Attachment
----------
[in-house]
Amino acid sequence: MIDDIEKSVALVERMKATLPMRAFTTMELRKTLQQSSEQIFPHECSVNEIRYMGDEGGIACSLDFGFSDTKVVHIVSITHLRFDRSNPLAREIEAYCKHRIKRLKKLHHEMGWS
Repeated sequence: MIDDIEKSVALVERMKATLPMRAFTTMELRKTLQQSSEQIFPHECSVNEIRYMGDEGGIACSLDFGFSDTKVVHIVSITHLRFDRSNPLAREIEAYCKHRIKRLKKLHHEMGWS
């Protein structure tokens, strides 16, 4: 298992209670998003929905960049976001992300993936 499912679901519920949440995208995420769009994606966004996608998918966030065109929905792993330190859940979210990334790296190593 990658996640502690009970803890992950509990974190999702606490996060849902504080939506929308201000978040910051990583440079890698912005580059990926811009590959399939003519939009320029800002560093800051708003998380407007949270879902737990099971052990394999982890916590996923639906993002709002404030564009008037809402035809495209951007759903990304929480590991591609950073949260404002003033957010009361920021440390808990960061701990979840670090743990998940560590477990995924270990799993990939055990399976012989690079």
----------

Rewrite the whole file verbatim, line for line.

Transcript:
[in-house]
Amino acid sequence: MIDDIEKSVALVERMKATLPMRAFTTMELRKTLQQSSEQIFPHECSVNEIRYMGDEGGIACSLDFGFSDTKVVHIVSITHLRFDRSNPLAREIEAYCKHRIKRLKKLHHEMGWS
Repeated sequence: MIDDIEKSVALVERMKATLPMRAFTTMELRKTLQQSSEQIFPHECSVNEIRYMGDEGGIACSLDFGFSDTKVVHIVSITHLRFDRSNPLAREIEAYCKHRIKRLKKLHHEMGWS
């Protein structure tokens, strides 16, 4: 298992209670998003929905960049976001992300993936 499912679901519920949440995208995420769009994606966004996608998918966030065109929905792993330190859940979210990334790296190593 990658996640502690009970803890992950509990974190999702606490996060849902504080939506929308201000978040910051990583440079890698912005580059990926811009590959399939003519939009320029800002560093800051708003998380407007949270879902737990099971052990394999982890916590996923639906993002709002404030564009008037809402035809495209951007759903990304929480590991591609950073949260404002003033957010009361920021440390808990960061701990979840670090743990998940560590477990995924270990799993990939055990399976012989690079």